In the middle of a pandemic, Airtable, the low-code startup, has actually had an excellent year. Just the other day, the company announced it had raised $185 million on a whopping $2.585 billion valuation. It also announced some new features that take it from the realm of pure no-code and deeper into low-code territory, which allows users to extend the product in new ways.
Airtable CEO and co-founder Howie Liu was a guest today at TechCrunch Disrupt, where he was interviewed by TechCrunch News Editor Frederic Lardinois.
Liu said that the original vision that has stayed pretty steady since the company launched in 2013 was to democratize software creation. “We believe that more people in the world should become software builders, not just software users, and pretty much the whole time that we’ve been working on this company we’ve been charting our course towards that end goal,” he said.
But something changed recently, where Liu saw people who needed to do a bit more with the tool than that original vision allowed.
“So, the biggest shift that’s happening today with our fundraise and our launch announcement is that we’re going from being a no-code product, a purely no-code solution where you don’t have to use code, but neither can you use code to extend the product to now being a low-code solution, and one that also has a lot more extensibility with other features like automation, allowing people to build logic into Airtable without any technical knowledge,” he said.
In addition, the company, with 200,00 customers, has created a marketplace where users can share applications they’ve built. As the pandemic has taken hold, Liu says that he’s seen a shift in the types of deals he’s been seeing. That’s partly due to small businesses, which were once his company’s bread and butter, suffering more economic pain as a result of COVID.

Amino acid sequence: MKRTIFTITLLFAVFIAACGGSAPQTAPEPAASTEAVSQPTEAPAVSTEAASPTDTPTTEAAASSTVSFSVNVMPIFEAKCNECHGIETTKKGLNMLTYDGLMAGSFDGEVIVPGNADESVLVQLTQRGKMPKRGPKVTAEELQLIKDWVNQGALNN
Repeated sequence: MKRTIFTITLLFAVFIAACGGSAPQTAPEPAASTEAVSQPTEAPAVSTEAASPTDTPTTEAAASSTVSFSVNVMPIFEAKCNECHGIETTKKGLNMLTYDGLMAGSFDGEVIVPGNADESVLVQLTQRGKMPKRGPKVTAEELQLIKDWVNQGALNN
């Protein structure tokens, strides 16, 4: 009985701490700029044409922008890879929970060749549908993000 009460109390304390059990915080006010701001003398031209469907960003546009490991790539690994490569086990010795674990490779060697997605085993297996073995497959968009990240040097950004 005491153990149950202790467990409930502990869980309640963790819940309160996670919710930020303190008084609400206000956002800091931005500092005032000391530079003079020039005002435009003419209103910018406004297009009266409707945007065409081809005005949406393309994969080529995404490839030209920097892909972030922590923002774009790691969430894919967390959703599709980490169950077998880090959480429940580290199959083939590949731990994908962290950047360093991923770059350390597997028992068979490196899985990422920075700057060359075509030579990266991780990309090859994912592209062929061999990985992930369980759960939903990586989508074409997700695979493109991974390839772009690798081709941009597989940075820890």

But he has seen larger enterprise customers fill the void, and it’s not too big a stretch to think that the new extensibility features could be a nod to these more lucrative customers, who may require a bit more power than a pure no-code solution would provide.
“On the enterprise side of our business we’ve seen, for instance this summer, a 5x increase in enterprise deal closing velocity from the prior summer period, and this incredible appetite from enterprise signings with dozens of six-figure deals, some seven-figure deals and thousands of new paid customers overall,” he said.
In spite of this great success, the upward trend of the business and the fat valuation, Liu was in no mood to talk about an IPO. In his view, there is plenty of time for that, and in spite of being a seven-year-old company with great momentum, he says he’s simply not thinking about it.
Nor did he express any interest in being acquired, and he says that his investors weren’t putting any pressure on him to exit.
“It’s always been about finding investors who are really committed and aligned to the long-term goals and approach that we have to this business that matters more to us than the actual valuation numbers or any other kind of technical aspects of the round,” he said.